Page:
The Surrey Food Bank often receives donations related to birthdays and celebrations, here is one couple’s story.
By: Jenny Peng
Early on when we found out we were expecting, I realized how blessed this baby would be to have two sets of first-time grandparents, a mom and a dad in a relatively stable home with lots of future aunts and uncles to dote on her.
A child is a blessing, but they also require a lot of time, energy and resources. Recognizing this, our culture has a beautiful way of rallying together around expectant parents. There’s usually so much goodwill and generosity towards parents-to-be in the form of encouragement, advice, and gifts—practical items that would make any parent appreciate knowing they’re not alone in this. We’ve all heard the phrase, “it takes a village to raise a child.”
So what could be more meaningful if our baby celebration turned out to be a baby food drive that would bless many more babies. Instead of blessing one baby, we asked our friends and Church family to think of the families who use the Surrey Food Bank to access some of the most essential baby needs: infant formula, baby cereal, diapers, wipes and baby food provided through the Tiny Bundles program.
Our church, Urban Village Church, focused on collecting formula and baby cereal during our joint Thanksgiving and baby celebration. With baby cereal being much less expensive than formula, it was important to give people options to contribute knowing that everyone’s capacity for giving is different.
Our goal was to collect an ‘ambitious’ 40 items. To celebrate reaching 40 items, my husband Derek and I would host a baby gender reveal and then serve up a beautiful cake for the 30 to 40 guests.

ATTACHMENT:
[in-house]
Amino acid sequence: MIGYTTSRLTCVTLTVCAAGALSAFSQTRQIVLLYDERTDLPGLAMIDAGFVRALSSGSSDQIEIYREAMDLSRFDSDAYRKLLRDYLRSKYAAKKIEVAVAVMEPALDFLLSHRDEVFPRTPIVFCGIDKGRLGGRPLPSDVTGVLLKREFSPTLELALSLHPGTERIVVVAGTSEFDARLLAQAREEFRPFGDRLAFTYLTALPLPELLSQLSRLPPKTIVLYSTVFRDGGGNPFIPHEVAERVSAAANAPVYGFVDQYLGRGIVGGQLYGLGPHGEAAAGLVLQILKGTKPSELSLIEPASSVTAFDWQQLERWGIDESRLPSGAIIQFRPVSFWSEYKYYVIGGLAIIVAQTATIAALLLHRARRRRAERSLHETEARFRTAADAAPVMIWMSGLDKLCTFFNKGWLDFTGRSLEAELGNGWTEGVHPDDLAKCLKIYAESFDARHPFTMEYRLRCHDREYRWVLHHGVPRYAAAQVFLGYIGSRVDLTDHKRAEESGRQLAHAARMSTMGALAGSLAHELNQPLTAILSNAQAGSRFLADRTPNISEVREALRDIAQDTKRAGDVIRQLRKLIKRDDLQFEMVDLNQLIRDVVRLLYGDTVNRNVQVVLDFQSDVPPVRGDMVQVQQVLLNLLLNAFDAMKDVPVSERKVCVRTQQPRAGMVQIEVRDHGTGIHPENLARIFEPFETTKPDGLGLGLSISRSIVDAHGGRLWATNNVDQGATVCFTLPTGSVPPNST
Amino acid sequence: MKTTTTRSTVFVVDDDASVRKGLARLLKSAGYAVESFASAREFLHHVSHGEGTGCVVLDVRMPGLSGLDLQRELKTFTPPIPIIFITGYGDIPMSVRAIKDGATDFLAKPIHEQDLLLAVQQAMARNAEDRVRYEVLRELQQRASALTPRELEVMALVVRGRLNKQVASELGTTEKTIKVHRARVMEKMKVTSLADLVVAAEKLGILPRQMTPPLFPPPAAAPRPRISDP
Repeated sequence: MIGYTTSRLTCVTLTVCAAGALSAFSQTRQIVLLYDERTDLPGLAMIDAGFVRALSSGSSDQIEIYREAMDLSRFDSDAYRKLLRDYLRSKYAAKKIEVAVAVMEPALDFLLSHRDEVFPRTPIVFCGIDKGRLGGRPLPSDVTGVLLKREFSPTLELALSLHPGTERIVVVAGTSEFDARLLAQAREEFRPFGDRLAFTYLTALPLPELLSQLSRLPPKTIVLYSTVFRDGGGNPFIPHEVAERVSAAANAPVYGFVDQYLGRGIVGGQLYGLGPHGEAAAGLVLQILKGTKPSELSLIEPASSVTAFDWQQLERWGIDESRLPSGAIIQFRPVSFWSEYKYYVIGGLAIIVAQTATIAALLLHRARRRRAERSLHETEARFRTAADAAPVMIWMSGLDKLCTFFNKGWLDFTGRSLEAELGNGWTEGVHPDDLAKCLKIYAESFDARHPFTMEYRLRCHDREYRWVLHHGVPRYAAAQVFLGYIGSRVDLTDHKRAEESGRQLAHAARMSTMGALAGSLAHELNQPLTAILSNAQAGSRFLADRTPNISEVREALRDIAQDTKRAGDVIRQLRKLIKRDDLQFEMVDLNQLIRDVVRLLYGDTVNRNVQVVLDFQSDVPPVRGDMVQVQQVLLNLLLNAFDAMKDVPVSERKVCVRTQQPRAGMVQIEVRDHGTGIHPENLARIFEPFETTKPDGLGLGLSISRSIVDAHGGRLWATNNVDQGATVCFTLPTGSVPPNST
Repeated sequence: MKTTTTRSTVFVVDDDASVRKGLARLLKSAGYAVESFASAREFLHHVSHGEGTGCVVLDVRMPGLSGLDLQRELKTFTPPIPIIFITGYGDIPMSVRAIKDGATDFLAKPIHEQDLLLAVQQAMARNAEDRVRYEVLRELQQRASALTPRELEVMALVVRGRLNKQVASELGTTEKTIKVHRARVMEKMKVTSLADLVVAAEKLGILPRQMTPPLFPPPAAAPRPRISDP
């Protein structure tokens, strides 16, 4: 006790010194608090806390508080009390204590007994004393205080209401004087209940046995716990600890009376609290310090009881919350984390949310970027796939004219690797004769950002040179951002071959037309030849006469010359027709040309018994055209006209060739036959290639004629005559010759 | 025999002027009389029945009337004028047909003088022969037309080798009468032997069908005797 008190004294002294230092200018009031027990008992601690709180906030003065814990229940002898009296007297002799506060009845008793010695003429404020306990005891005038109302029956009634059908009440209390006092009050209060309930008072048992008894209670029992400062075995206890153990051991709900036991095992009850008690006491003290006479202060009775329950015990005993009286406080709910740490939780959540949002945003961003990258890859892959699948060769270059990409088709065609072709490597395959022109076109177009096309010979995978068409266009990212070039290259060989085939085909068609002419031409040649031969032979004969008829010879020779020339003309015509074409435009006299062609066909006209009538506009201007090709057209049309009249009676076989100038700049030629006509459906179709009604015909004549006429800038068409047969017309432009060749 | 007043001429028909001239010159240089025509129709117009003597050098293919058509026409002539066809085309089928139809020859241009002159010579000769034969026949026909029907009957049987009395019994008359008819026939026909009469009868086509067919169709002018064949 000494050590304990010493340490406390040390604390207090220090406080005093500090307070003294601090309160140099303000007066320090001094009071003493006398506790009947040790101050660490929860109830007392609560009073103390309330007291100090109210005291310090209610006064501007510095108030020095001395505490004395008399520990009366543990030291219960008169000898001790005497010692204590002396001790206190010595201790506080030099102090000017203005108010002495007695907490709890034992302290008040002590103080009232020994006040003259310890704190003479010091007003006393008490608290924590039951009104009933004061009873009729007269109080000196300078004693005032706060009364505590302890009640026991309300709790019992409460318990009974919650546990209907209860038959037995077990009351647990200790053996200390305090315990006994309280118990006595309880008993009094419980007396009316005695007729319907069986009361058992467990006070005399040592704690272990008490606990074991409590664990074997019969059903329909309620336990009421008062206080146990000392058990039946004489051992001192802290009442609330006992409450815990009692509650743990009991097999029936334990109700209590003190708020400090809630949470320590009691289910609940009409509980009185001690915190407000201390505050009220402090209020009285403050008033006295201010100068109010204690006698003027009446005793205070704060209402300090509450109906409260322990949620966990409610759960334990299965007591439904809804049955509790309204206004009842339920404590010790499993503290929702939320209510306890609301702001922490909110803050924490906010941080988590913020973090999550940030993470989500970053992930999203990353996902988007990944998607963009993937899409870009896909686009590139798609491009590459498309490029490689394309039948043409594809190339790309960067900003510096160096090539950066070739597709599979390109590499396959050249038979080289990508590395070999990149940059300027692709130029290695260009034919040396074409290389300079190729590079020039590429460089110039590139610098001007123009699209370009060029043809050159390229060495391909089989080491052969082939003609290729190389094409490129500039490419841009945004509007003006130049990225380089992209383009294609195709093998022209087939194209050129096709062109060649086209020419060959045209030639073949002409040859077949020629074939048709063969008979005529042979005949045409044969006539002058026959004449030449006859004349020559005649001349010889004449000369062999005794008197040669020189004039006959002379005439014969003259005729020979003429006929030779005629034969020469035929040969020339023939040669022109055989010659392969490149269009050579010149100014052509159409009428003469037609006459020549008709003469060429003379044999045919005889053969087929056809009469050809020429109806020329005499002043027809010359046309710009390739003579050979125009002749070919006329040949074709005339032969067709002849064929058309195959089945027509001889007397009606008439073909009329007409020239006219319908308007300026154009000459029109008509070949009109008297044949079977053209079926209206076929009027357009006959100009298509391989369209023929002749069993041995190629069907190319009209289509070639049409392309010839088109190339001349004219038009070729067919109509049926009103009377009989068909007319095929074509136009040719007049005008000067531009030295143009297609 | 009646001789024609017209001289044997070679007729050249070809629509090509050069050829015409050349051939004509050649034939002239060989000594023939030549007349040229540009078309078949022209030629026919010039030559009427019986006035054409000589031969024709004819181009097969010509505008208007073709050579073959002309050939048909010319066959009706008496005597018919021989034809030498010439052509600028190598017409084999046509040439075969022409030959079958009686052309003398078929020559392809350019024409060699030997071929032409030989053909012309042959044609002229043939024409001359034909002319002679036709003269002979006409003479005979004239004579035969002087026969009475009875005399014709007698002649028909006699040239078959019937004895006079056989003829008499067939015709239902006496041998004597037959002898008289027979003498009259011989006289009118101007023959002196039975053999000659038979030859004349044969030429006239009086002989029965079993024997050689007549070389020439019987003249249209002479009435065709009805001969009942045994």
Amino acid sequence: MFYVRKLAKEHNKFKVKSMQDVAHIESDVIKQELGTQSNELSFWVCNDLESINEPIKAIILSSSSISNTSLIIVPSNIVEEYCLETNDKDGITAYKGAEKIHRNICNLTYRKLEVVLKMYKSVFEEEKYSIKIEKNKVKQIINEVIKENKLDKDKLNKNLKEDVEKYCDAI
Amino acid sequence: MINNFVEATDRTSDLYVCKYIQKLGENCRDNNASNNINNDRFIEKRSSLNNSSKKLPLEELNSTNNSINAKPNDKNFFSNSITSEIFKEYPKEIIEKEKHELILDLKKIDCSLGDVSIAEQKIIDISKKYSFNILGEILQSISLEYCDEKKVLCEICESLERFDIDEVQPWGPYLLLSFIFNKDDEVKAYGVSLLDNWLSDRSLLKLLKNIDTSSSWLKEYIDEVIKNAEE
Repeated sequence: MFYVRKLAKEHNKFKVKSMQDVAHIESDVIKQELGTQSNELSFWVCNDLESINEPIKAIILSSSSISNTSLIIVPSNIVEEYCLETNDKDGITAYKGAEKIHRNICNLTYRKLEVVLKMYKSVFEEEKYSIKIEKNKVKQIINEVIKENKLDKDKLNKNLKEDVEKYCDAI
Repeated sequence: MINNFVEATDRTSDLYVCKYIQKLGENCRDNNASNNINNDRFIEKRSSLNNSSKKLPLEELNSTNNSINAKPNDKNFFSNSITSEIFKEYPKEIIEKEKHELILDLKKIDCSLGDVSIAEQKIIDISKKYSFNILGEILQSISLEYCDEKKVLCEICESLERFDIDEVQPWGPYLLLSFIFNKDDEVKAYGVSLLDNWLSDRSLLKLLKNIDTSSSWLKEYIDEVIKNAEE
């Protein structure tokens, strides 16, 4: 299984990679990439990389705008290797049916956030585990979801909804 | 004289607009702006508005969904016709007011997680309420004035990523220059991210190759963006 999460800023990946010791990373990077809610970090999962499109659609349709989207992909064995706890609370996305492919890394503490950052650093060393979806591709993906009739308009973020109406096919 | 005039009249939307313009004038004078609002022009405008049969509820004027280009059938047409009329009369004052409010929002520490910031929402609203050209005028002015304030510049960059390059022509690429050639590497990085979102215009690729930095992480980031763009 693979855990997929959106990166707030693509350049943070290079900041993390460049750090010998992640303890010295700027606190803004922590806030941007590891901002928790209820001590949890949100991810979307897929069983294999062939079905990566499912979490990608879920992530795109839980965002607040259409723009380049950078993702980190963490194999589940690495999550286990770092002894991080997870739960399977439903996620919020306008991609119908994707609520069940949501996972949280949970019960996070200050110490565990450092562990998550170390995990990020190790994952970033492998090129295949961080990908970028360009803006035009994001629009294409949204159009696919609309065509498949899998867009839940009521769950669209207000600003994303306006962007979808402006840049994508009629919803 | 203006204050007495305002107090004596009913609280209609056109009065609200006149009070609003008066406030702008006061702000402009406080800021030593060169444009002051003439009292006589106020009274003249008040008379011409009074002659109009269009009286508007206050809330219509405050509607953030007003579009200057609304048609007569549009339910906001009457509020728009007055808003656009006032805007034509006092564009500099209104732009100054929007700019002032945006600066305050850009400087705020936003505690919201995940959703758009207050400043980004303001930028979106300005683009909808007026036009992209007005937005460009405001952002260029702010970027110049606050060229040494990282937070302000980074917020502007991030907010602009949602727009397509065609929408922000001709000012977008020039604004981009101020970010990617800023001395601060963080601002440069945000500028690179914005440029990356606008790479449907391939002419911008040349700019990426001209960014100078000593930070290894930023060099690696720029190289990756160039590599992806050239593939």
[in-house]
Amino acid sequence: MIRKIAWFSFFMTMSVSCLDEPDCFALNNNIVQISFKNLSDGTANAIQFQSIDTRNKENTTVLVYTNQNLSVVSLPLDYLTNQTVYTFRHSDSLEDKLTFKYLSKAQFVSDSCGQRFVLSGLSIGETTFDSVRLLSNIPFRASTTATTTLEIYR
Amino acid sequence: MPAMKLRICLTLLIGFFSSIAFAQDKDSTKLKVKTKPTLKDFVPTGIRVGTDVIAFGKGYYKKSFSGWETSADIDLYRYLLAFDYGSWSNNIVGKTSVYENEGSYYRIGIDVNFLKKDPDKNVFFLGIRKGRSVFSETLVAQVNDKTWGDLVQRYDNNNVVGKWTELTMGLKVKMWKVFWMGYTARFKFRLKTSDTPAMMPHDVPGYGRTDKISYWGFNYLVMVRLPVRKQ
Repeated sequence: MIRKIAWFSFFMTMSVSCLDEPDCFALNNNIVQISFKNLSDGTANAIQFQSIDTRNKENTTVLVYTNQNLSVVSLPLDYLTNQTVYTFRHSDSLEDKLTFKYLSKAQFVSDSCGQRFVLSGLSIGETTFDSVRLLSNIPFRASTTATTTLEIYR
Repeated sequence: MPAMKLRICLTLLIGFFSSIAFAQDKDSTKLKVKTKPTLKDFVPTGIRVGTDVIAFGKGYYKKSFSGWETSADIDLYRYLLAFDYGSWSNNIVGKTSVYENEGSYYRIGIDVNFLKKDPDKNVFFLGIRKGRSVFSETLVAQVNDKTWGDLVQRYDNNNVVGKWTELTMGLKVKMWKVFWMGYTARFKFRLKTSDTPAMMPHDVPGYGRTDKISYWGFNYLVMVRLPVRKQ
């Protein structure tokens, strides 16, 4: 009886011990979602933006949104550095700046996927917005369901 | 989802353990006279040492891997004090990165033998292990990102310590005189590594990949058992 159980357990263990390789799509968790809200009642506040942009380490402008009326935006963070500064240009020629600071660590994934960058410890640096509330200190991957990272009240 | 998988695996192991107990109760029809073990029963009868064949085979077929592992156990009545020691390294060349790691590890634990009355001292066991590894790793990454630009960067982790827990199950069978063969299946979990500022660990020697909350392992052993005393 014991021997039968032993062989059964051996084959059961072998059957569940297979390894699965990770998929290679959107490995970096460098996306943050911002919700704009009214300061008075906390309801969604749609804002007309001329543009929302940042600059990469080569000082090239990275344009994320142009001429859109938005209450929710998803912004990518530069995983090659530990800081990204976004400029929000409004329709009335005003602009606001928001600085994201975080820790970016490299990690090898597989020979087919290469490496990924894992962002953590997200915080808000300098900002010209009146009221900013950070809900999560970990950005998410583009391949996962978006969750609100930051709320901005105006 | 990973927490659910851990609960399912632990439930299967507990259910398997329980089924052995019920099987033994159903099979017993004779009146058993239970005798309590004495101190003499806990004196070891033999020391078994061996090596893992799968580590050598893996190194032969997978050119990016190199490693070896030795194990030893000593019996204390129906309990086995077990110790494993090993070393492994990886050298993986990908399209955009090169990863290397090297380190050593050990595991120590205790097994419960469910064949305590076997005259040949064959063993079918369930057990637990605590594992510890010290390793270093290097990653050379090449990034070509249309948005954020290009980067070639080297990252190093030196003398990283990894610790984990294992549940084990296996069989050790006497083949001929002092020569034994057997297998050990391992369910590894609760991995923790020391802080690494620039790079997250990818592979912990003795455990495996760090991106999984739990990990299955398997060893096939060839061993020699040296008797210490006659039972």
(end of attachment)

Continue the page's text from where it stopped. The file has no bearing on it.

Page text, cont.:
I wasn’t so sure we were going to reach 40, so to thank everyone for however many items we received we would go ahead with the baby gender reveal anyways. Little did I know the enthusiasm and generosity from our community exceeded our initial goal beyond measure. So much so that we didn’t even bother counting the items. I guess we should have been prepared to be amazed at how much everyone embraced the drive. Therein was a lesson, people are eager to act when presented with an opportunity to contribute, especially if it’s about helping our neighbours.
Hunger is one of those hard to see but pervasive problems in B.C. And although more permanent solutions are needed, food banks provide an essential safety net for many in the meantime. Food banks have been in BC for at least 30 years and according to Food Banks Canada, use reached an all-time high in 2016 at 103,500 people assisted (a third being children), and an overall increase of 32 percent from 2008.
This year at Urban Village Church, we started with the theme of ‘It Takes a Village’ to bring about change in our communities. We can only do so much individually, but when we each contribute a little together we can accomplish so much more.
It is my hope that you too may consider the food bank in the future.
Editor’s Note: 41% of the Surrey Food Bank’s clients are children and babies — the largest percentage of food bank clients under 18 in the country. We are happy to have our Tiny Bundles, Toddler Totes and Pre-K 2 to 5yr programs in place to support the babies and children in need. If you can put your creativity and spirit toward helping us with this need, Thank you! People like you make it possible for us to do what we do.